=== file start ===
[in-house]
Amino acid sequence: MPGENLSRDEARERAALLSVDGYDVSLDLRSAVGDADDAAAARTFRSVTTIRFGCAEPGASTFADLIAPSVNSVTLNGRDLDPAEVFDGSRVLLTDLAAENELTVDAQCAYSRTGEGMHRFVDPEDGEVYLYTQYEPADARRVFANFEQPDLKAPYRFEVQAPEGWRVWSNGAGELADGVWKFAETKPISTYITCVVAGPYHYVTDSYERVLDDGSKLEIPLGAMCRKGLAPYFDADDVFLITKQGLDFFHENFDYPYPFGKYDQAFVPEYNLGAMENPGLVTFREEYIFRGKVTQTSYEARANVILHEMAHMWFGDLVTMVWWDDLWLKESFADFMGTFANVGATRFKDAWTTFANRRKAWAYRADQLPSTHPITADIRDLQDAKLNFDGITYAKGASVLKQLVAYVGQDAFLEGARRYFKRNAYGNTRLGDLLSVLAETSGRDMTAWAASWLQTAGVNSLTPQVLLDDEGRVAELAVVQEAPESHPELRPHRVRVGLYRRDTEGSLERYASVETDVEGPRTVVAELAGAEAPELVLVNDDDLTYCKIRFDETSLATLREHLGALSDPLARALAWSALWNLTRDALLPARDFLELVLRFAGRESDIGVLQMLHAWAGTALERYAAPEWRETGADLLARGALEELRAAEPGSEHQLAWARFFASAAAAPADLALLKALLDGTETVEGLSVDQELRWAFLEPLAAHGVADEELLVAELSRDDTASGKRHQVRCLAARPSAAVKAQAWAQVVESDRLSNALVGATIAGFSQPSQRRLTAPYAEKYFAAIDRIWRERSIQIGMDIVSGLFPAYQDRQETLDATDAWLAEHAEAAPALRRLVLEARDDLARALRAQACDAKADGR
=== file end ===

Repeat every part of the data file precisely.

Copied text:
[in-house]
Amino acid sequence: MPGENLSRDEARERAALLSVDGYDVSLDLRSAVGDADDAAAARTFRSVTTIRFGCAEPGASTFADLIAPSVNSVTLNGRDLDPAEVFDGSRVLLTDLAAENELTVDAQCAYSRTGEGMHRFVDPEDGEVYLYTQYEPADARRVFANFEQPDLKAPYRFEVQAPEGWRVWSNGAGELADGVWKFAETKPISTYITCVVAGPYHYVTDSYERVLDDGSKLEIPLGAMCRKGLAPYFDADDVFLITKQGLDFFHENFDYPYPFGKYDQAFVPEYNLGAMENPGLVTFREEYIFRGKVTQTSYEARANVILHEMAHMWFGDLVTMVWWDDLWLKESFADFMGTFANVGATRFKDAWTTFANRRKAWAYRADQLPSTHPITADIRDLQDAKLNFDGITYAKGASVLKQLVAYVGQDAFLEGARRYFKRNAYGNTRLGDLLSVLAETSGRDMTAWAASWLQTAGVNSLTPQVLLDDEGRVAELAVVQEAPESHPELRPHRVRVGLYRRDTEGSLERYASVETDVEGPRTVVAELAGAEAPELVLVNDDDLTYCKIRFDETSLATLREHLGALSDPLARALAWSALWNLTRDALLPARDFLELVLRFAGRESDIGVLQMLHAWAGTALERYAAPEWRETGADLLARGALEELRAAEPGSEHQLAWARFFASAAAAPADLALLKALLDGTETVEGLSVDQELRWAFLEPLAAHGVADEELLVAELSRDDTASGKRHQVRCLAARPSAAVKAQAWAQVVESDRLSNALVGATIAGFSQPSQRRLTAPYAEKYFAAIDRIWRERSIQIGMDIVSGLFPAYQDRQETLDATDAWLAEHAEAAPALRRLVLEARDDLARALRAQACDAKADGR